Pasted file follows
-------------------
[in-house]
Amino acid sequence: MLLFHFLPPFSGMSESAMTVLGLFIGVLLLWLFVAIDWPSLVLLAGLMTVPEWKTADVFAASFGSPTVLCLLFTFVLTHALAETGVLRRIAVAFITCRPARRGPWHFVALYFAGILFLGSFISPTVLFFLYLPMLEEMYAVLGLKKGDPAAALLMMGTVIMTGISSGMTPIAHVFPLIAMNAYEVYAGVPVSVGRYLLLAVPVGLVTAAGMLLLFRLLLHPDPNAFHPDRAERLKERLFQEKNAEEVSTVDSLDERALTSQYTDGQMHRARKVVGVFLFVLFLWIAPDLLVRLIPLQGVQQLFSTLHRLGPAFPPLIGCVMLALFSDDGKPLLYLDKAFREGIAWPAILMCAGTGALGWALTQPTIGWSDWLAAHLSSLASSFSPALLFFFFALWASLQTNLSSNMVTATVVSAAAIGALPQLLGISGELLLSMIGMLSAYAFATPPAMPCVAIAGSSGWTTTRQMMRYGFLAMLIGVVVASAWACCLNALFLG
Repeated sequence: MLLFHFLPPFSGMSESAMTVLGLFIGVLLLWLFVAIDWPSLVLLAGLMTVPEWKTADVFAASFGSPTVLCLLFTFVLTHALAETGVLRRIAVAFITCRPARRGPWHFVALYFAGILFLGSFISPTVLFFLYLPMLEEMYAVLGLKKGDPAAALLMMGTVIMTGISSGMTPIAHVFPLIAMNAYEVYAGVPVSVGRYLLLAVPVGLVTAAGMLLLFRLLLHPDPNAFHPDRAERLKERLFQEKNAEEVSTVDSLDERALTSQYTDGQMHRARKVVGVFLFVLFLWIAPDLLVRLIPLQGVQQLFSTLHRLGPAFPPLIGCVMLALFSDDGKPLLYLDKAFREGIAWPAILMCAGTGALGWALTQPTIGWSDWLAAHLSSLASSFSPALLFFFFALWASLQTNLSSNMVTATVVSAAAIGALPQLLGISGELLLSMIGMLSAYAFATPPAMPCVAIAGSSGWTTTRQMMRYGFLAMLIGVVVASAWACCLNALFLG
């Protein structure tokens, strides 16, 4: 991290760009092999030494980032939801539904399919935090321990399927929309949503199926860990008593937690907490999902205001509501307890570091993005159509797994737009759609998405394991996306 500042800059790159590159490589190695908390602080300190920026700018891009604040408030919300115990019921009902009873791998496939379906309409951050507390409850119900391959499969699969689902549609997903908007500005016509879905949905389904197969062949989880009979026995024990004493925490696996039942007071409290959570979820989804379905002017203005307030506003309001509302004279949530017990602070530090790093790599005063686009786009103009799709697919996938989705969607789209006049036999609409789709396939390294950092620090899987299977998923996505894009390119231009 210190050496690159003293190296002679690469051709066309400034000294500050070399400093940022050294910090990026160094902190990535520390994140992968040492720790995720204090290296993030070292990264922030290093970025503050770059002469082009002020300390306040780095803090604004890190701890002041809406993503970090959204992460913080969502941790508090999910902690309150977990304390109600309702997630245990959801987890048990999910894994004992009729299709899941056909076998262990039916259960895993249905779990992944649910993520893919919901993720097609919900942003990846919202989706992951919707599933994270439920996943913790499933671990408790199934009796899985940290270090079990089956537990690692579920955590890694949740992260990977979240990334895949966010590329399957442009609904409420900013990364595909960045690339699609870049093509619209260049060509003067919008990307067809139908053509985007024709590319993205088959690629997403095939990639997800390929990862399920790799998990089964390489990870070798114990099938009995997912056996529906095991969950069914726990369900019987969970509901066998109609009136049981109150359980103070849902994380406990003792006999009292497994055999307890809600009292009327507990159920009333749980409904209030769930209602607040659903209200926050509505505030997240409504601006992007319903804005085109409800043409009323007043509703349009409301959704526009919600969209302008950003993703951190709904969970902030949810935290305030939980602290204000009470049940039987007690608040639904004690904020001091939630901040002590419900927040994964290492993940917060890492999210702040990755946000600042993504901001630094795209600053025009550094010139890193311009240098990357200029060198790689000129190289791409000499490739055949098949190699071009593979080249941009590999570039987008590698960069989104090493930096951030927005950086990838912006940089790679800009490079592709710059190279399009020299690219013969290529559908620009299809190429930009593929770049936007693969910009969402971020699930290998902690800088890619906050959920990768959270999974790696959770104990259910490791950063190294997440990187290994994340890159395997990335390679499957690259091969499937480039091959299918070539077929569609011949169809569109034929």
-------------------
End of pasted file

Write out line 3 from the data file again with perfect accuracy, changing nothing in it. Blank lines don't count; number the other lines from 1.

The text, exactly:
Repeated sequence: MLLFHFLPPFSGMSESAMTVLGLFIGVLLLWLFVAIDWPSLVLLAGLMTVPEWKTADVFAASFGSPTVLCLLFTFVLTHALAETGVLRRIAVAFITCRPARRGPWHFVALYFAGILFLGSFISPTVLFFLYLPMLEEMYAVLGLKKGDPAAALLMMGTVIMTGISSGMTPIAHVFPLIAMNAYEVYAGVPVSVGRYLLLAVPVGLVTAAGMLLLFRLLLHPDPNAFHPDRAERLKERLFQEKNAEEVSTVDSLDERALTSQYTDGQMHRARKVVGVFLFVLFLWIAPDLLVRLIPLQGVQQLFSTLHRLGPAFPPLIGCVMLALFSDDGKPLLYLDKAFREGIAWPAILMCAGTGALGWALTQPTIGWSDWLAAHLSSLASSFSPALLFFFFALWASLQTNLSSNMVTATVVSAAAIGALPQLLGISGELLLSMIGMLSAYAFATPPAMPCVAIAGSSGWTTTRQMMRYGFLAMLIGVVVASAWACCLNALFLG